Jordan Spieth not a fan of new rule on knee-height drops

(Kevin C. Cox/Getty Images)

Jordan Spieth not a fan of new rule on knee-height drops

PGA Tour

Jordan Spieth not a fan of new rule on knee-height drops

Count Jordan Spieth among the PGA Tour pros who aren’t in love with the new Rules of Golf that require a player to drop a ball from knee height.

At last week’s Sentry Tournament of Champions, Bryson DeChambeau called the new drop procedure “absurd.” Instead of dropping from shoulder height, as had been the rule until Jan. 1, players now are required to drop from knee height.

On Wednesday at the Sony Open in Hawaii, the newly married Spieth, who starts his competitive year at Waialae Country Club in Honolulu today, said he doesn’t believe most amateur players strictly will follow the new drop rule. Spieth and DeChambeau will have a chance to talk about the rule, as they are together in a first-round Sony pairing that also includes Gary Woodland.

“One that I don’t really understand necessarily is the drop,” Spieth told reporters. “You drop it knee height, but like, what’s the advantage of dropping it shoulder height? Actually, probably a disadvantage, so why can’t you still do that? Should be able to drop it from shoulder to knee height in my opinion. Doesn’t do any good, and honestly it’s like a frustrating asterisk that I have to re-pick it up and re-drop from your knee.

“One of the things when I think about everyday golfers, I’m like, what if they just take a drop from the cart path. I (think they) probably don’t care. They will still drop it from the shoulder. Technically, (if you) take a drop from your shoulder and play out, (you) could be penalized for that.

“Doesn’t make much sense. It’s a disadvantage to drop it that high, so that one I didn’t really understand fully. It was cool that you’re able to get lower to drop it. I thought you would be able to do it at any height.”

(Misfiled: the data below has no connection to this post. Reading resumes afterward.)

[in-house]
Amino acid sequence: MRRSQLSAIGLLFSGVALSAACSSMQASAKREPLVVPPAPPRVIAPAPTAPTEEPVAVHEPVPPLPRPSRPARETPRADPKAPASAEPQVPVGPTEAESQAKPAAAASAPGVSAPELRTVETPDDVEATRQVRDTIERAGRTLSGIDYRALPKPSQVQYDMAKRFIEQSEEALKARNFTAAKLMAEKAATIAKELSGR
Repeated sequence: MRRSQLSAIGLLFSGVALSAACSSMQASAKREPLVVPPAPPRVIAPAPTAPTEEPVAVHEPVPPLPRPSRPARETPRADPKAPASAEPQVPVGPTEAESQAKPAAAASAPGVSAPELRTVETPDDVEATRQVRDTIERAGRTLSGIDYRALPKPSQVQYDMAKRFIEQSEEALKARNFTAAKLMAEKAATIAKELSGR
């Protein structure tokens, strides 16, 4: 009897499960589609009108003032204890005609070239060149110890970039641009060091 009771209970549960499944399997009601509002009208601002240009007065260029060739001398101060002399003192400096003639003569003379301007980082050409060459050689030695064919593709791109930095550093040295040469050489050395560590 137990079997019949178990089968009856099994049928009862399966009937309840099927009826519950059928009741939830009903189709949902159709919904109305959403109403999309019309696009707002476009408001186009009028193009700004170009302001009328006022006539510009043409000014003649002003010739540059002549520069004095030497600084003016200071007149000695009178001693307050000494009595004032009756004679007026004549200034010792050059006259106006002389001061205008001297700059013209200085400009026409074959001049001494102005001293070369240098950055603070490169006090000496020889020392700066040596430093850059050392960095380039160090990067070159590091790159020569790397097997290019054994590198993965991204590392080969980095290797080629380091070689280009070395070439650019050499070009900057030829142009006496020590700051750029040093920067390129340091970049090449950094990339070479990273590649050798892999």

The former World No. 1, a three-time major winner who has fallen to No. 17 in the Official World Golf Ranking and who hasn’t won since the 2017 British Open, also spoke about hitting a reset button for 2019, expressing confidence he will regain his form.

“I feel pretty patient with what’s coming because I know I’m working on the right things,” Spieth said. “Took me a while to figure out what that was. Now I know I’m working on the right things in the game to get back on track and get to where I’m as a consistent as I’ve been before. …

“I would love to get back in the winner’s circle. Been itching. I only really had a couple chances last year. I know in golf you can play the best and still not win that week, and you can also be a little off and somehow win. I’ve been on both sides of that.”

One thing Spieth said that probably won’t change is playing in a wedding ring. He plans to leave his ring in the bag.

“It’s just my putting; when I’m cross-handed (the ring) kind of jams into my grip,” said Spieth, who honeymooned with his wife, Annie, in the Caribbean during his offseason. “Unfortunately that means I’ll probably lose some rings, but I don’t think – as of now I don’t think I’m going to start playing with it on.”

Latest

More Golfweek
Home